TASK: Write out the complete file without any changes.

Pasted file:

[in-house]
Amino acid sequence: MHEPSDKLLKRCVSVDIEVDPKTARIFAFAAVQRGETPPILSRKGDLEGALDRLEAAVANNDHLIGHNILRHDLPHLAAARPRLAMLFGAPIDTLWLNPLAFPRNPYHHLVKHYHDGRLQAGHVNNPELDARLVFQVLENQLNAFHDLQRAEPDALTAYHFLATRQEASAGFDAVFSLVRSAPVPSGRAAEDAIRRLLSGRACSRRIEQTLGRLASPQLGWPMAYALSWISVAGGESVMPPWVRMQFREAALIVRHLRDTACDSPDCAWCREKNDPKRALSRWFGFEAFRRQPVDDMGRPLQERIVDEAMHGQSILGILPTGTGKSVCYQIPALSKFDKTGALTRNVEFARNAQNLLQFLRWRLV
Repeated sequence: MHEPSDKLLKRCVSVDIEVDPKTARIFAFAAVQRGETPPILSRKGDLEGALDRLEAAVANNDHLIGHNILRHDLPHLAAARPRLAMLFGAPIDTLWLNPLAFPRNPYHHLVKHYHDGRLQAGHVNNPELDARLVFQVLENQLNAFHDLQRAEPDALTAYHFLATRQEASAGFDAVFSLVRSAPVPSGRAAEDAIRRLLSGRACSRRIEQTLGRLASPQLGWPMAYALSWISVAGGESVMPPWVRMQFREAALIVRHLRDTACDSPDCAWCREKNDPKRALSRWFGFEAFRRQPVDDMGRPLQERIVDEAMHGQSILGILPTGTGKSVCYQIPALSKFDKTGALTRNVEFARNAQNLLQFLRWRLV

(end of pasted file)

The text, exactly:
[in-house]
Amino acid sequence: MHEPSDKLLKRCVSVDIEVDPKTARIFAFAAVQRGETPPILSRKGDLEGALDRLEAAVANNDHLIGHNILRHDLPHLAAARPRLAMLFGAPIDTLWLNPLAFPRNPYHHLVKHYHDGRLQAGHVNNPELDARLVFQVLENQLNAFHDLQRAEPDALTAYHFLATRQEASAGFDAVFSLVRSAPVPSGRAAEDAIRRLLSGRACSRRIEQTLGRLASPQLGWPMAYALSWISVAGGESVMPPWVRMQFREAALIVRHLRDTACDSPDCAWCREKNDPKRALSRWFGFEAFRRQPVDDMGRPLQERIVDEAMHGQSILGILPTGTGKSVCYQIPALSKFDKTGALTRNVEFARNAQNLLQFLRWRLV
Repeated sequence: MHEPSDKLLKRCVSVDIEVDPKTARIFAFAAVQRGETPPILSRKGDLEGALDRLEAAVANNDHLIGHNILRHDLPHLAAARPRLAMLFGAPIDTLWLNPLAFPRNPYHHLVKHYHDGRLQAGHVNNPELDARLVFQVLENQLNAFHDLQRAEPDALTAYHFLATRQEASAGFDAVFSLVRSAPVPSGRAAEDAIRRLLSGRACSRRIEQTLGRLASPQLGWPMAYALSWISVAGGESVMPPWVRMQFREAALIVRHLRDTACDSPDCAWCREKNDPKRALSRWFGFEAFRRQPVDDMGRPLQERIVDEAMHGQSILGILPTGTGKSVCYQIPALSKFDKTGALTRNVEFARNAQNLLQFLRWRLV